Podcast 933: People Processes: How Your People Can Be Your Organization’s Competitive Advantage with Rhamy Alejeal

For this podcast, it is with joy and honor to be joined by a brilliant and competent CEO and author, Rhamy Alejeal.

Rhamy, along with his wife, owns People Processes, a provider of integrated, automated HR processes. It helps hundreds of companies across the US to learn how to stop pushing paper and start prioritizing people. Rhamy also serves on the Federal Reserve’s Industry Council on Healthcare, providing insights into employer costs and how they affect businesses in today’s marketplace.

With his expertise , he also turned their company’s concept on to a book entitled People Processes: How Your People Can Be Your Organization’s Competitive Advantage. Rhamy lays out the steps for optimizing procedures such as onboarding, scheduling, payroll, reporting, compliance, and communication to address problems like unmotivated employees, poor performance, high turnover, among others.

If you want to know more about Rhamy and his amazing works, you may visit their website by clicking here.

I hope you enjoy this engaging interview with Rhamy Alejeal. Happy listening!

THE BOOK

People Processes reveals how you can use technology to streamline your personnel operations. Taking you through every component of HR workflow, Rhamy Alejeal lays out the steps for optimizing rote procedures such as onboarding, scheduling, payroll, reporting, compliance, and communication. You’ll learn how to make the needed changes and, even better, discover what the employee experience looks like after you do.

THE AUTHOR

Rhamy, along with his wife, owns People Processes, a provider of integrated, automated HR processes. It helps hundreds of companies across the US to learn how to stop pushing paper and start prioritizing people. Rhamy also serves on the Federal Reserve’s Industry Council on Healthcare, providing insights into employer costs and how they affect businesses in today’s marketplace.

 

You may also refer to the transcripts below for the full transcription (not edited) of the interview.

Greg Voisen
Welcome back to Inside Personal Growth. This is Greg Voisen and the host of Inside Personal Growth. And we have Rhamy Alejeal joining us and he's joining us from Memphis, Tennessee. Rhamy, Good day to you. How are you?

Rhamy Alejeal
Good day, Greg. I'm doing great. I appreciate you having me on.

Greg Voisen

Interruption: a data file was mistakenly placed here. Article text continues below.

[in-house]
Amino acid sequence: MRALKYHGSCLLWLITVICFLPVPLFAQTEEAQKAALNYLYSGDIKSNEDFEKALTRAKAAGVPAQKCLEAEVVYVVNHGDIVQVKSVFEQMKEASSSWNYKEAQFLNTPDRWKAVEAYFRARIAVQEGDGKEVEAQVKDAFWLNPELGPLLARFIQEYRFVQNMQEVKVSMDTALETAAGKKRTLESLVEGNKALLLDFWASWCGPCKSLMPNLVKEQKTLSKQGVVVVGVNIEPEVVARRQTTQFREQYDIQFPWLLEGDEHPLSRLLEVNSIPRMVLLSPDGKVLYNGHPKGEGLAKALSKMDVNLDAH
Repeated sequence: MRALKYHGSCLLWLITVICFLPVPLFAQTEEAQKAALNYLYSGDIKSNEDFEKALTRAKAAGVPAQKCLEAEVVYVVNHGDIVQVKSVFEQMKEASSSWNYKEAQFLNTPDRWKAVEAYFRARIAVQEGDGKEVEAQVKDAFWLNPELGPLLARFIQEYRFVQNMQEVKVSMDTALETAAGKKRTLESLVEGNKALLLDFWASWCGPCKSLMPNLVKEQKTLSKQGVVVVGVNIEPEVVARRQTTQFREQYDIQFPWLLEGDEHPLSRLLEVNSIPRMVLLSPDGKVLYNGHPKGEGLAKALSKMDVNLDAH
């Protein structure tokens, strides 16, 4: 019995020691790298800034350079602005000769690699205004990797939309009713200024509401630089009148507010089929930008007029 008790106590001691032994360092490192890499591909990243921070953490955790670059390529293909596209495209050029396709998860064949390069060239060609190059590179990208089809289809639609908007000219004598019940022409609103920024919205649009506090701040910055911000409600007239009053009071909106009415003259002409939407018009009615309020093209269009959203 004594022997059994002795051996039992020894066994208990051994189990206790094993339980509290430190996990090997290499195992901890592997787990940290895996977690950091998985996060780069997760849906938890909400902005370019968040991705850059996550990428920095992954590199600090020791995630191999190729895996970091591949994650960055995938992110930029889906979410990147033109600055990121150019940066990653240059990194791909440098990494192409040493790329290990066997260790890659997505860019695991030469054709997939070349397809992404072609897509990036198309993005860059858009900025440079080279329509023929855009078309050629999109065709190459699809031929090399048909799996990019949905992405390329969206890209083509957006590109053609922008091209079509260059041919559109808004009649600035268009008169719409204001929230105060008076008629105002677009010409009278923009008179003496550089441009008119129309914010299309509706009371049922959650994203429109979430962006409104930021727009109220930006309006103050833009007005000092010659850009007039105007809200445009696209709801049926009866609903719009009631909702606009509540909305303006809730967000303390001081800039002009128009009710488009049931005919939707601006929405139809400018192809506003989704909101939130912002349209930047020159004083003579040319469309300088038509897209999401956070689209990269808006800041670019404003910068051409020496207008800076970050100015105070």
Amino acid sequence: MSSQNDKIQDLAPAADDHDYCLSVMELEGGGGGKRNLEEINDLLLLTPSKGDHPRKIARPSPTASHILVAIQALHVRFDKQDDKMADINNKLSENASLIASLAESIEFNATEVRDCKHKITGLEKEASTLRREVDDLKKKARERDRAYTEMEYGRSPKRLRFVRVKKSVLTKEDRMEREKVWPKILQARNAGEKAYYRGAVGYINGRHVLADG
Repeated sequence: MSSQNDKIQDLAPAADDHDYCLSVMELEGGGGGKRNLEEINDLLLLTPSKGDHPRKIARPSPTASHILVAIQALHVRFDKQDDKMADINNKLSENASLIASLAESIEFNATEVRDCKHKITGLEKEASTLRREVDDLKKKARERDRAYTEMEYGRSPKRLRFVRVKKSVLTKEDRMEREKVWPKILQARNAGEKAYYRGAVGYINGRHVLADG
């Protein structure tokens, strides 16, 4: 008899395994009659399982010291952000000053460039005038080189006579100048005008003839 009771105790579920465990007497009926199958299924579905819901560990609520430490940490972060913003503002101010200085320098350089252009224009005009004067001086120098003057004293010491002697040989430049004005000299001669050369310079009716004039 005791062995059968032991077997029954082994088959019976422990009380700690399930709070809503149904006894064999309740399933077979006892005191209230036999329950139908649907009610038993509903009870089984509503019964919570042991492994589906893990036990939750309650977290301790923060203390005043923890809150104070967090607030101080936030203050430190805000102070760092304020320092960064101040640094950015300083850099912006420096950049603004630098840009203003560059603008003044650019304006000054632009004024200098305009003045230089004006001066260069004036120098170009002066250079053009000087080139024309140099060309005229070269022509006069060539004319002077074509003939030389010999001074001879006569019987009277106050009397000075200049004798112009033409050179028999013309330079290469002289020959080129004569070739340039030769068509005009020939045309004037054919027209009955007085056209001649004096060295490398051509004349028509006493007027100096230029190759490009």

Well, it's a pleasure having you on and you know, People Processes is really a challenge for most companies and most HR directors and CEOs and CEOs. And especially during this pandemic time, it's been really challenging, not only finding the labor, but keeping the labor. And today we're going to be talking about a lot of those issues, and how Rhamy helps people get through that to the other side, and makes it so much easier for him. And if you want to learn more about Rhamy and his company, go to people processes.com It's just like it sounds p e o p le, p-r-o-c-e-s-s-e-s.com. There you can learn more about his company, his solutions, what he provides for his clients nationwide. And Rhamy, I'm gonna tell my listeners just a little bit about you. Romea, Gao found German people processes, a provider of integrated automated HR systems on October 1 2009, Rama and his team worked with hundreds of companies across the United States, helping them learn how to stop pushing paper and start prioritizing people. I love that. In addition, Rhamy serves on the Federal Reserve's Industry Council on healthcare providing insights into employer costs, and how they affect businesses in today's marketplace. He holds a bachelor's degree in finance, economics, and an MBA with a focus on economics. And we're talking today about his new book, can you hold that up? People processes, there you go. It's a number one best seller in Amazon, under the HR category, and one of Inc. dot coms top 10 leadership books that you can get. And again, we'll put a link to Amazon to get this book, we'll also put a link to Romney's website, while running to set the stage for the interview. Can you tell our listeners a little bit about yourself? How did you get into the world of HR, and what's the greatest lesson that you learned from people and processes because every day your team, you have to deal with complex issues, but you help people simplify it and make it easier in their life. So tell us a little bit about yourself and how you and your team do that?